U.S. Makes Julian Assange’s Arrest a Priority

US Makes Julian Assanges Arrest a Priority
US Makes Julian Assanges Arrest a Priority

It’s been seven years since Wikileaks founder, Julian Assange, first came under the watchful eye of the Department of Justice. After collaborating with former U.S. Army intelligence analyst, Chelsea Manning, to publish thousands of stolen files, officials have been trying to find a way to apprehend Assange without violating his first amendment rights. But now, officials say that they have evidence of his direct involvement with interference in the 2016 election, actively assisting Edward Snowden and direction of Chelsea Manning.
Assange, who is said to be currently avoiding rape charges in Sweden, is hosted by the Ecuadorian Embassy in London. American officials had high hopes that a change in the Ecuadorian government would lead to Assange’s “eviction,” as it were, but the new president of Ecuador stands firm on their decision to harbor Assange.
The problem with placing charges on Assange has always been that his site is not the only publication to share government secrets. In America, publications have the right to educate Americans on all manner of topics, even if they aren’t presenting the government in the best of lights. But, Assange may have gone too far.
CIA Director, Mike Pompeo, states that Assange guided Chelsea Manning so that she intercepted specific information, information that was pertinent to the United States. Pompeo also declares that Assange worked with Russian intelligence to disrupt the 2016 election with the Hillary Clinton email scandal.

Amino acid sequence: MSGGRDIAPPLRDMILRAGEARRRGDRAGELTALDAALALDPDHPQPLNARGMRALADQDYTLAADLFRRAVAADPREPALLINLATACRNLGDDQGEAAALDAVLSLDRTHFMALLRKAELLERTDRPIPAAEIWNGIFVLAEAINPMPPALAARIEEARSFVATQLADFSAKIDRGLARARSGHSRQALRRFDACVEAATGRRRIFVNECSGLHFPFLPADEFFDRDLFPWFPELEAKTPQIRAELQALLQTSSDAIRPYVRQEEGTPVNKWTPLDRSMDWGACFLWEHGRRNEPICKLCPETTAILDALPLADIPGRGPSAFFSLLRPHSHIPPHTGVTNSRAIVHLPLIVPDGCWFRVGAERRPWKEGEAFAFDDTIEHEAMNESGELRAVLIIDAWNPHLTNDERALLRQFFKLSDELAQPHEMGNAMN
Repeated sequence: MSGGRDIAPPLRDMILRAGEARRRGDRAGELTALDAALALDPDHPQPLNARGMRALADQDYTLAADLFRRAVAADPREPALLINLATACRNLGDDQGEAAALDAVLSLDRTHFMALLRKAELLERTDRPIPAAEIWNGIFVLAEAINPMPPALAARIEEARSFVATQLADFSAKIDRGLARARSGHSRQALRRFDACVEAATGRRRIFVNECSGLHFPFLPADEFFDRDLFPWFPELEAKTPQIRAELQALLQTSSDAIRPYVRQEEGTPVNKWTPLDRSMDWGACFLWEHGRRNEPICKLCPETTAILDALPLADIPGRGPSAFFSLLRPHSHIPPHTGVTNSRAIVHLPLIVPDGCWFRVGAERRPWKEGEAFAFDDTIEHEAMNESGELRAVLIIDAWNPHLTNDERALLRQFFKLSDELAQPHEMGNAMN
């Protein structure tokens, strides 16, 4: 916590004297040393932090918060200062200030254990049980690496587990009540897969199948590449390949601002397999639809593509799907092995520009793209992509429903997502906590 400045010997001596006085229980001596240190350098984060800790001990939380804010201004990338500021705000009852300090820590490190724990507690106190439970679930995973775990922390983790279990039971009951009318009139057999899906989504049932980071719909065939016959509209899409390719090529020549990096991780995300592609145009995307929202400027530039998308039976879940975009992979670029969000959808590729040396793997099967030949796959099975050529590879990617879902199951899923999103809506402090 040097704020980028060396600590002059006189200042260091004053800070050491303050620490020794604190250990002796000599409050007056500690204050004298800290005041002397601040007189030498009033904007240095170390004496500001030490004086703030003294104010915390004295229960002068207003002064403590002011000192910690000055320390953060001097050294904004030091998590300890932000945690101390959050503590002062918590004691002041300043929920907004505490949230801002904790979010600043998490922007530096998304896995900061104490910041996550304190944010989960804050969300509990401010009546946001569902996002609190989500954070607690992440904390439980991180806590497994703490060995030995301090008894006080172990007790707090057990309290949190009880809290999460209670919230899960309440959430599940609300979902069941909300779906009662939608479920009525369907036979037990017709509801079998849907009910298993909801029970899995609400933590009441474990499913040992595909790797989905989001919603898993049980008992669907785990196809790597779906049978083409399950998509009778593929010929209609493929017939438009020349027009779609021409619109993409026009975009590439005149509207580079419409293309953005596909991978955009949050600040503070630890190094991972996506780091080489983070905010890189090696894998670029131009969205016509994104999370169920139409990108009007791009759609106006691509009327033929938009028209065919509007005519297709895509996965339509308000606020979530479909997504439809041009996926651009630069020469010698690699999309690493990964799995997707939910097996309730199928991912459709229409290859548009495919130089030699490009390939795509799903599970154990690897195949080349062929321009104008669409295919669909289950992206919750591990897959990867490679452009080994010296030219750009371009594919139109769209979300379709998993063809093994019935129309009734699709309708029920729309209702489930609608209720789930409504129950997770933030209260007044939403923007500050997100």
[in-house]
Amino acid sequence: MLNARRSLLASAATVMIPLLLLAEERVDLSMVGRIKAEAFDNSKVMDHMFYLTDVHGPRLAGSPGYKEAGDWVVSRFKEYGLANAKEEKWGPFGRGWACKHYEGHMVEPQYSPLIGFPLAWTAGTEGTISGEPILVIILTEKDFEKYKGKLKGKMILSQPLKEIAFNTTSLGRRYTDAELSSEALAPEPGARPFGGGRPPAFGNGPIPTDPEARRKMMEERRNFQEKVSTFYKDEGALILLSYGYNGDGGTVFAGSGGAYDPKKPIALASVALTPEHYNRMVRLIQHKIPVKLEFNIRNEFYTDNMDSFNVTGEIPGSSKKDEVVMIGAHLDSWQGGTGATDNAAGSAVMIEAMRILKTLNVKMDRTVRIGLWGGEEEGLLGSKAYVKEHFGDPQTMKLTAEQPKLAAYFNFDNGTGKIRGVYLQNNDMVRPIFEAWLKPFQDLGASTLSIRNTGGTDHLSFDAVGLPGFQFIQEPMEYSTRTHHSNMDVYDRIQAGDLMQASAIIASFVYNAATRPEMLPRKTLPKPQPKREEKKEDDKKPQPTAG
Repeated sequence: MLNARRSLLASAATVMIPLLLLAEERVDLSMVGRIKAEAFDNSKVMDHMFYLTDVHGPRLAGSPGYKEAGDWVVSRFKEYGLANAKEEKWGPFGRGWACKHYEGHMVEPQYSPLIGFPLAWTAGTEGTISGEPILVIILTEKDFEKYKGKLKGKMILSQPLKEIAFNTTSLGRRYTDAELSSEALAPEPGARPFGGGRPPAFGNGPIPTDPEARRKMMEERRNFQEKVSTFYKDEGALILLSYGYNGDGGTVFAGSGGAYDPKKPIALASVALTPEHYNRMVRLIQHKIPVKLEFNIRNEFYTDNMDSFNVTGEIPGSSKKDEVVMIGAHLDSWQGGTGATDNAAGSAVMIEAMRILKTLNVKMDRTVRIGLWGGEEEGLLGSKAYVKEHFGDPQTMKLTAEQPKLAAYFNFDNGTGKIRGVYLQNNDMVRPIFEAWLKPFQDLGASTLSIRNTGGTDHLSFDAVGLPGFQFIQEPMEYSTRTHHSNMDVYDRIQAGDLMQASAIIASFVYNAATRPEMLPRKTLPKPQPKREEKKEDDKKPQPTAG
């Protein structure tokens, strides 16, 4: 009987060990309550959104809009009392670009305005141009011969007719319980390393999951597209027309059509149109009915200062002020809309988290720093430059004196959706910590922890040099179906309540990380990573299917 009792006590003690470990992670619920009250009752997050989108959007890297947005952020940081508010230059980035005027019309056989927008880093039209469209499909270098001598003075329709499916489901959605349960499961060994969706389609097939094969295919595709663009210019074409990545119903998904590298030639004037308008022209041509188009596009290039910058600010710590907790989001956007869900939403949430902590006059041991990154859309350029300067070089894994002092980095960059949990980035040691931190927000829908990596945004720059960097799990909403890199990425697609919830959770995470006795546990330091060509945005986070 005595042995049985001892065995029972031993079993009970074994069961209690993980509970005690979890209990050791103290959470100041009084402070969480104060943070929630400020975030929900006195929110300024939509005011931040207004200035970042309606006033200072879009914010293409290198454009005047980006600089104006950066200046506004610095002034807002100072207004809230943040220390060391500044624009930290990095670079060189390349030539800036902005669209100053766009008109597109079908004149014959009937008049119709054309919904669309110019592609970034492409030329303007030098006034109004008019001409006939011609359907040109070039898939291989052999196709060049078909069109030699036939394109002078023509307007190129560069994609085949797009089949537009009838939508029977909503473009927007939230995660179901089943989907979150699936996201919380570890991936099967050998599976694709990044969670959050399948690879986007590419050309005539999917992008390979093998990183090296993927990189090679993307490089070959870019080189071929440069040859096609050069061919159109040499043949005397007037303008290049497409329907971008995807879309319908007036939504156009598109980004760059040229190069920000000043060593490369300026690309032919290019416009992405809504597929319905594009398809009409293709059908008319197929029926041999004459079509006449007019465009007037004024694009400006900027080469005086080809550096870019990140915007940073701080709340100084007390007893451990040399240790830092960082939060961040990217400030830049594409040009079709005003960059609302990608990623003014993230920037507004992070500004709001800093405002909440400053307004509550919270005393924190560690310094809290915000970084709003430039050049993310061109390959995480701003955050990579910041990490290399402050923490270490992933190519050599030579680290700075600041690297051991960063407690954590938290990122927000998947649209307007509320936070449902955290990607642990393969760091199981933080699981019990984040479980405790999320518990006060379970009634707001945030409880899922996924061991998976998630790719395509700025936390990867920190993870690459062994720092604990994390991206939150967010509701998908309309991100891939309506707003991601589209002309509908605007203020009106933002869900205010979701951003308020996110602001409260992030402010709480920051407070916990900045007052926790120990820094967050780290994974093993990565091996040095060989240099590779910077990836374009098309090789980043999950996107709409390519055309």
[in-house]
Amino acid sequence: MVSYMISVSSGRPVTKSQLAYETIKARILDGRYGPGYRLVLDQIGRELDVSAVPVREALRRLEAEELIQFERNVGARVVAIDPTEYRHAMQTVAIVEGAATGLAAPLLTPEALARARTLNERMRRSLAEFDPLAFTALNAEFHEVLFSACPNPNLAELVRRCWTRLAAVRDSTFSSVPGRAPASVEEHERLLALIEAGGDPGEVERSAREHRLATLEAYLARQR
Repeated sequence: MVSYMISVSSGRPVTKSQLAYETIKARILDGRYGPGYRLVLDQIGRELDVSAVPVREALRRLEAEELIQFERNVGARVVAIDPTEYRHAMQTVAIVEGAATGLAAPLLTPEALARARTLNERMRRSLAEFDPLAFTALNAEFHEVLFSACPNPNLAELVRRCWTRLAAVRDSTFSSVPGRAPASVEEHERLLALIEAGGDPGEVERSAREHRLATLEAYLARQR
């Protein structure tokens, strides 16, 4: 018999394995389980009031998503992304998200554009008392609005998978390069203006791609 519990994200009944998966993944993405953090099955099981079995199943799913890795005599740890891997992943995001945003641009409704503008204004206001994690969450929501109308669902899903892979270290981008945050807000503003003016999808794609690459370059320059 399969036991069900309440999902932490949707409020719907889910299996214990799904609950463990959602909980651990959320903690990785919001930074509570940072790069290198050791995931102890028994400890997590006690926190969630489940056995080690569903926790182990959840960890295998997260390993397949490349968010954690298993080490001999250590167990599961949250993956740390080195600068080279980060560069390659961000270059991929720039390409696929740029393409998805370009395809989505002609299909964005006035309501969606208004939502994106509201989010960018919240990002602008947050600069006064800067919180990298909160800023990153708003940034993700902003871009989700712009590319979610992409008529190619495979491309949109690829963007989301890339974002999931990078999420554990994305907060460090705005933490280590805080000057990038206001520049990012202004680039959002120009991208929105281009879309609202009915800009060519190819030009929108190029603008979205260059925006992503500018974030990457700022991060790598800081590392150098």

While the CIA may be doing their best to bring Assange in to face charges, and have said that his arrest is a “priority,” Assange’s lawyer is claiming ignorance.
Barry Pollack, lawyer for Julian Assange, states that he knows nothing of any charges — pending or otherwise. Pollack claims that he and Assange has repeatedly asked the Department of Justice to speak with them, but all invitations have been refused.
If Julian Assange is a traitor to his country, then he deserves to be arrested and to plead his case. However, as a resident of the Ecuadorian Embassy, he may not have the same rights as a U.S. citizen. Even so, his arrest and potential conviction may serve as an unconstitutional-like warning to other publications. Whether we like the information being shared or not, the first amendment may be the thing that is really facing a trial.
What do you think? Should Assange face charges? Should publications be limited on what information they can and can’t share?